I've come to love the annual Vaisakhi celebration in South Vancouver.
Families distribute free home-cooked Indian food, politicians are on their best behaviour, kids have mock sword fights in the street, and people of all cultures come together in a colourful festival showcasing Punjabi culture and the Sikh religion.
But today's parade offered something new.
I spotted the first white turbaned woman riding her hog among members of the Sikh Motorcycle Club.
Tara Kye came in from Chilliwack to join the male Sikh bikers, who traditionally lead off the procession.
This was just one of many signs of inclusivity. The South Asian LGBT group, Sher Vancouver, also joined the parade for the first time.
Every year, the Sikh Motorcycle Club is followed by the Khalsa Diwan Society float. It carries the holy scriptures of Sikhism, the Guru Granth Sahib. It's accorded the status of a living person.
The founding of the Khalsa in Punjab is also commemorated in the parade.
Guru Gobind Singh created this military order in 1699, inviting volunteers to join him in a tent to be beheaded for the sake of Sikhism.
It was a test of their faith. And the first five who entered were not killed; rather, they became the first inductees into the Khalsa, which protected people of various faiths from being forcibly converted to Islam by the ruling Moguls.
As is customary in the Vaisakhi parade, five men in orange robes lead the holy scriptures through the streets of South Vancouver.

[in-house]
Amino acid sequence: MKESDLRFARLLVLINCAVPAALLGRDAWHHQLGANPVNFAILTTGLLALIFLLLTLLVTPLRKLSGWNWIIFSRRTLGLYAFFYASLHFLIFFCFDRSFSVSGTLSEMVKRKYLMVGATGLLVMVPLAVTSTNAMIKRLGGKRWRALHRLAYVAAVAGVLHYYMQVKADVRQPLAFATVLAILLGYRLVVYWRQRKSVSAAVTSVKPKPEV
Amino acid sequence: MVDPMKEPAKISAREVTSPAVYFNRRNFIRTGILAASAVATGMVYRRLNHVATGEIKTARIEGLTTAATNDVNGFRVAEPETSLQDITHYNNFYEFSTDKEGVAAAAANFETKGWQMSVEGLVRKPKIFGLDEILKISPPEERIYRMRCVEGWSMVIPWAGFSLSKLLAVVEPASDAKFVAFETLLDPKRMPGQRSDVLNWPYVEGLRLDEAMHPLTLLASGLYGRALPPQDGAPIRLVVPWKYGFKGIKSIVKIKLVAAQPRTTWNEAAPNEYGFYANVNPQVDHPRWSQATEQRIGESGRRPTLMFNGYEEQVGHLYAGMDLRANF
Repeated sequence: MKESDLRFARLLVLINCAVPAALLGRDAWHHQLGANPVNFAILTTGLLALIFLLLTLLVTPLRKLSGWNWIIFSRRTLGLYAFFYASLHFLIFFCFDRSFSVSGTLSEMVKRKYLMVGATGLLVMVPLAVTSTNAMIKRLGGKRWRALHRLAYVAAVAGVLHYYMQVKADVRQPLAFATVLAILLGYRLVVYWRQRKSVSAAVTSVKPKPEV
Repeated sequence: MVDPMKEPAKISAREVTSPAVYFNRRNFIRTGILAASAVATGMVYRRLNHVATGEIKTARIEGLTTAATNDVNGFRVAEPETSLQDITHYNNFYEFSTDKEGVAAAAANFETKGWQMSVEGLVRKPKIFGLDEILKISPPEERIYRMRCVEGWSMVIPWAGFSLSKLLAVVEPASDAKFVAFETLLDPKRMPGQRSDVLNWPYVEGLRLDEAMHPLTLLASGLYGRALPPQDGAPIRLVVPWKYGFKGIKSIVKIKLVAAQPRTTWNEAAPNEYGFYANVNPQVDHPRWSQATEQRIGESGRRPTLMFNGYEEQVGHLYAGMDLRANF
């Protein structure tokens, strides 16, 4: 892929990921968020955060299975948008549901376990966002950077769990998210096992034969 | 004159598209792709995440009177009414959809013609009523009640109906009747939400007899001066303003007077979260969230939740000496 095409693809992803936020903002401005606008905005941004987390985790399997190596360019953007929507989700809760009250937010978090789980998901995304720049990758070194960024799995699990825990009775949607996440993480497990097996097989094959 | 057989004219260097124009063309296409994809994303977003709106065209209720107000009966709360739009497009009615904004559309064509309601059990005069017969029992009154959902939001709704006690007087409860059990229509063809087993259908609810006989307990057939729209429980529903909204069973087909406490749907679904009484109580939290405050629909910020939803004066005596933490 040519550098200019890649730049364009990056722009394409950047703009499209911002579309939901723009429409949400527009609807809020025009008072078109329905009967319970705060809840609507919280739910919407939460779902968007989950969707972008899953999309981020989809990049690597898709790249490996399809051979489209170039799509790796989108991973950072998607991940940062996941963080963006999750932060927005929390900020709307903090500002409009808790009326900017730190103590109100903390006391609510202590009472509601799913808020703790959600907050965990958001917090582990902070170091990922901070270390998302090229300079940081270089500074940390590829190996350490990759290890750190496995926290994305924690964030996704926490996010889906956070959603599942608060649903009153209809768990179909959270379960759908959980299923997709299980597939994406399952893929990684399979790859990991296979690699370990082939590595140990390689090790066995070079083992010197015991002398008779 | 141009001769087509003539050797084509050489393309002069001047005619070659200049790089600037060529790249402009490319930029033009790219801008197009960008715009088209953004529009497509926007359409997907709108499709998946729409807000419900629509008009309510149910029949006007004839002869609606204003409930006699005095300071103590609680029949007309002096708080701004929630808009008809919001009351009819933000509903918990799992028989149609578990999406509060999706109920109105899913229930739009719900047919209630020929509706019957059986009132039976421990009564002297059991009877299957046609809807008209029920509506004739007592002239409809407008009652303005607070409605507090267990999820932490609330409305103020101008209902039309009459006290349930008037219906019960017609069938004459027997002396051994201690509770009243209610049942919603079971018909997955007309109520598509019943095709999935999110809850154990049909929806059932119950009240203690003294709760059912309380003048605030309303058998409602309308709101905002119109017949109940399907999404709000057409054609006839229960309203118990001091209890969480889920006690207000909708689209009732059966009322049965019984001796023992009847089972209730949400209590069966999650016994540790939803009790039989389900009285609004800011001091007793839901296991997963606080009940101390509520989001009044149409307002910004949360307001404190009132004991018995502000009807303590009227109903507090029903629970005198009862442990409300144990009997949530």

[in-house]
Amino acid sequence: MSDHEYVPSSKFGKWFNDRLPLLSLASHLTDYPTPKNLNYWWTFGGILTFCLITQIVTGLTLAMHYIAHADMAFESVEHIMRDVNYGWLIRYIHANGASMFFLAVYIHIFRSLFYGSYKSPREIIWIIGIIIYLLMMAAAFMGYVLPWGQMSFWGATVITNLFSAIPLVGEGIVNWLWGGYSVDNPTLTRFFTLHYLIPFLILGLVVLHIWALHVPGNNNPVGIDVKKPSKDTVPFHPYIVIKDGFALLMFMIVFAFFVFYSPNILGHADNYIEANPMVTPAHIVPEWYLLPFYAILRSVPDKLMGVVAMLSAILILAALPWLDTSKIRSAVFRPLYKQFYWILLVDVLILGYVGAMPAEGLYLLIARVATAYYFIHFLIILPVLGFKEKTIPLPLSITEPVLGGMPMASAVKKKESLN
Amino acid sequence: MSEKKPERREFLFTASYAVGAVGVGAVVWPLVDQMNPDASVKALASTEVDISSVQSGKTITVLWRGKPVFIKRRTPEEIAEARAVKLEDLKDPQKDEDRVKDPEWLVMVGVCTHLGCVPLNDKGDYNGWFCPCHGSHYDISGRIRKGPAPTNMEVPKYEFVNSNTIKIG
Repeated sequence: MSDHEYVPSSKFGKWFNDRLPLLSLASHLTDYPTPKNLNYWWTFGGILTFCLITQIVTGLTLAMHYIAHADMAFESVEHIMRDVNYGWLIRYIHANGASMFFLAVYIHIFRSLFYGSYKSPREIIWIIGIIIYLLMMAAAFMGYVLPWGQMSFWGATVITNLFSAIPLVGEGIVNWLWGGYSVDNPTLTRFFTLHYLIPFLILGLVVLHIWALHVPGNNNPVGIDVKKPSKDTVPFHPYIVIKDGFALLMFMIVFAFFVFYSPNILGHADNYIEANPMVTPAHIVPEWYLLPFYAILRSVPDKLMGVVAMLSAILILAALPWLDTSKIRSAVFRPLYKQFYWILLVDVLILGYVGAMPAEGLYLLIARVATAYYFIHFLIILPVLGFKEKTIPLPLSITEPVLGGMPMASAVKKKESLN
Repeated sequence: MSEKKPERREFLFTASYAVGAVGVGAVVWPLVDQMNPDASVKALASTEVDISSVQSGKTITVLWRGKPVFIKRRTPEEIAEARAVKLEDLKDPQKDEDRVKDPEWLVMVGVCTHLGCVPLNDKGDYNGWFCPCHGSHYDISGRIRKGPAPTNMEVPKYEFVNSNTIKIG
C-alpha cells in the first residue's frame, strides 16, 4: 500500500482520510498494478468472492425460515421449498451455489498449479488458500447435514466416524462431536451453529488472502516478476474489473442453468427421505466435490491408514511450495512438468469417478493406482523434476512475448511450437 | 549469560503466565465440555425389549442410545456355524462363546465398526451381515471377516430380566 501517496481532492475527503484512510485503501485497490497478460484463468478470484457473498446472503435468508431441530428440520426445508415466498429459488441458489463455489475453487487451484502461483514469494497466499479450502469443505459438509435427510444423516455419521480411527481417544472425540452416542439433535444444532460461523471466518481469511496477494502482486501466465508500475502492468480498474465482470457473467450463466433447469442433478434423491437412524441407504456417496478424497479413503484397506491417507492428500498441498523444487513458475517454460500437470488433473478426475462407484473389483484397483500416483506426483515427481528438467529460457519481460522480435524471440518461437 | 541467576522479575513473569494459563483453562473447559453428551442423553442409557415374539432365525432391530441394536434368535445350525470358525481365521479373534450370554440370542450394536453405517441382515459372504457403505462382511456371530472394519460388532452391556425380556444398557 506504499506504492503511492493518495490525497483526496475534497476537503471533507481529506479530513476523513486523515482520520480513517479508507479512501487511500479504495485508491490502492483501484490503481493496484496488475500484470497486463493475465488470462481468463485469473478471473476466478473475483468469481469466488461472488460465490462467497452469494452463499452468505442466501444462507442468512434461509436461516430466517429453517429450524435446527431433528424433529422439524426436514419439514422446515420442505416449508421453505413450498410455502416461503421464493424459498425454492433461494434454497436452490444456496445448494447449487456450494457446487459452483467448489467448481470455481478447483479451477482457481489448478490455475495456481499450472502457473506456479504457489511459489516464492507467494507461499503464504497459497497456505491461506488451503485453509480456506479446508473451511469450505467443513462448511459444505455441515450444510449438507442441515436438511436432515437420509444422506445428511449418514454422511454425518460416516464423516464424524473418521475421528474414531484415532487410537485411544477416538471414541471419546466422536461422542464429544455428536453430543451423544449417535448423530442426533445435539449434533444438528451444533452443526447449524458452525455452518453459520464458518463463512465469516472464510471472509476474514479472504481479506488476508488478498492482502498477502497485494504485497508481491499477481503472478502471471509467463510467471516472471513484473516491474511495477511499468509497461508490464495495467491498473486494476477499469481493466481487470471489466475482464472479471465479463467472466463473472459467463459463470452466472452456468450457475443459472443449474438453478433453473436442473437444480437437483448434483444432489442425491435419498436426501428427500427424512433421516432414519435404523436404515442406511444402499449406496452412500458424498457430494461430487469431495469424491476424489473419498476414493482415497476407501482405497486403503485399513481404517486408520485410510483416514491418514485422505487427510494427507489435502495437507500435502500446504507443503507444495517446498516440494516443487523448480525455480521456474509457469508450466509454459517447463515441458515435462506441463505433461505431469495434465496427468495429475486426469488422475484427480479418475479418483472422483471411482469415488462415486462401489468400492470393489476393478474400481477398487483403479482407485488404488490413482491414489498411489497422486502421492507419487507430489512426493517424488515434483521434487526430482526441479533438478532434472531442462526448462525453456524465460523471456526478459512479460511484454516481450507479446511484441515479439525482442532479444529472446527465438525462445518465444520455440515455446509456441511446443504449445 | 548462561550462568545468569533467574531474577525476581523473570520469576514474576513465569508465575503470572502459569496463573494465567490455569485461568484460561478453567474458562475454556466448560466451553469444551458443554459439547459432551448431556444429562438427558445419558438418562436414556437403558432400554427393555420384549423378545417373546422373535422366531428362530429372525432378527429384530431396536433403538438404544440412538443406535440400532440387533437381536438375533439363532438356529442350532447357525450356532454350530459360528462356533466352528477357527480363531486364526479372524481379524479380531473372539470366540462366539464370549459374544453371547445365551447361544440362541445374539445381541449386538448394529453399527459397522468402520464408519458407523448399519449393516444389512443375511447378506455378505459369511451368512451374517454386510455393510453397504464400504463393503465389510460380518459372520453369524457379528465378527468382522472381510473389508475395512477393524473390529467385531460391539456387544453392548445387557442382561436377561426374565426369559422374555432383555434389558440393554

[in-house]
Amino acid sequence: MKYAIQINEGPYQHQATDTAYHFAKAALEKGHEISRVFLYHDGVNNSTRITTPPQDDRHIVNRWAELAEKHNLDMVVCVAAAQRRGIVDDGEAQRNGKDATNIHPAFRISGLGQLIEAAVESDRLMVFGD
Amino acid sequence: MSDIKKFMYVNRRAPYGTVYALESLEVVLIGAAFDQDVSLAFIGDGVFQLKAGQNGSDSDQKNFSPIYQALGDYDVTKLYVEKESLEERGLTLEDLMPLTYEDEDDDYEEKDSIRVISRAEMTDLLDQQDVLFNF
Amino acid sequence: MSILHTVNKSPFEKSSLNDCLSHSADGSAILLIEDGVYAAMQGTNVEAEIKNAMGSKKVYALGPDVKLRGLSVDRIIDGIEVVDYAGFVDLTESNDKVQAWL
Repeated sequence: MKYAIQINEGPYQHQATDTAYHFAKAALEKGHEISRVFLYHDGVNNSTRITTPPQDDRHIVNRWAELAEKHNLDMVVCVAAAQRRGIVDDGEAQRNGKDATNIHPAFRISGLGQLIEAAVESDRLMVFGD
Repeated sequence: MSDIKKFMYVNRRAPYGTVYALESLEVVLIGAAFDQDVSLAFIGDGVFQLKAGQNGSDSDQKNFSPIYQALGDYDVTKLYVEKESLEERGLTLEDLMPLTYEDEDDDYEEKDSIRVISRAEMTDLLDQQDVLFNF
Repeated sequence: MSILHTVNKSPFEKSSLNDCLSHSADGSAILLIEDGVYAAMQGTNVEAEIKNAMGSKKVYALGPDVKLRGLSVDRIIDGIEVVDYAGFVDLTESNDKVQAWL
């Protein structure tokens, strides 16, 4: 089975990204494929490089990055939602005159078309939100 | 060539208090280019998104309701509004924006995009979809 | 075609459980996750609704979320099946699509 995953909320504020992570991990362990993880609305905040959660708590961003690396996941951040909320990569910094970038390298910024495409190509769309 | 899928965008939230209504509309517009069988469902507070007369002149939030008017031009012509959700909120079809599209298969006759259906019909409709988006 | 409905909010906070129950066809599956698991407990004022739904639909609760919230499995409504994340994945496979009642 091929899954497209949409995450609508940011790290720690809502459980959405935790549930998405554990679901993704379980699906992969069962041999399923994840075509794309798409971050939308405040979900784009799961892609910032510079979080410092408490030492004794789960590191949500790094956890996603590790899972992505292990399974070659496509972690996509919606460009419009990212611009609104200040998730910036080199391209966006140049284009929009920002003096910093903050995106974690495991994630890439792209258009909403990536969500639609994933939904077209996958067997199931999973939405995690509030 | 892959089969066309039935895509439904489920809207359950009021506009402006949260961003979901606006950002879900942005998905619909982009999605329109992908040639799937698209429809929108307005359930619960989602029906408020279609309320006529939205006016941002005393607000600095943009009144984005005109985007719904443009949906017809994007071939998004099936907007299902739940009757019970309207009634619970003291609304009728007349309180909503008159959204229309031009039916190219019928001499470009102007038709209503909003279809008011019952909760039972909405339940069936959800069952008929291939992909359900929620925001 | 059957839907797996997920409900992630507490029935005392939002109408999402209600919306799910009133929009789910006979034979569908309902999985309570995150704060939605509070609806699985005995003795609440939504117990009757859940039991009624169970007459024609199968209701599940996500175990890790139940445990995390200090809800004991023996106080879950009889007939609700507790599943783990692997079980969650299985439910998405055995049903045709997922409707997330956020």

It's an election year in B.C., which usually draws lots of politicians. But I arrived just after the ceremony ended at the Ross Street Temple so I missed seeing Christy Clark this year.
I did spot B.C. Liberal candidate Suzanne Anton, who's seeking re-election in Vancouver-Fraserview, where the temple is located.
She's running against former city councillor George Chow, who's carrying the NDP banner.
Chow was endorsed on-site by his former Vision Vancouver colleague, Raymond Louie, with whom he served two terms on council.
"He's a hard worker and he's connected to the community," Louie told the Straight. "Even after he was elected, he stayed connected with the community. He's involved with the Chinese Cultural Centre and the Chinese Benevolent Association. And he continues to show up on matters that matter to the wider community."
Louie added that Chow helped the Vision Vancouver-controlled council introduce positive environmental measures and lay the groundwork for the federal government to get more involved in funding infrastructure.
In contrast, Louie often disagreed with Anton, who was an NPA councillor over the same two terms as Chow sat with Vision Vancouver from 2005 to 2011.
"Our focus on council was making sure we were proactive in dealing with the homelessness issue," Louis said. "Dating back to the time when she was on council, there was resistance. Now we find ourselves of course behind the ball in terms of making sure people have an affordable place to live. As a result of her resistance, we find ourselves worse off than we could have been had their majority [from 2005 to 2008] made the investments that were necessary."
There were hordes of other New Democrats, including Peter Julian, who's seeking the leadership of the federal NDP.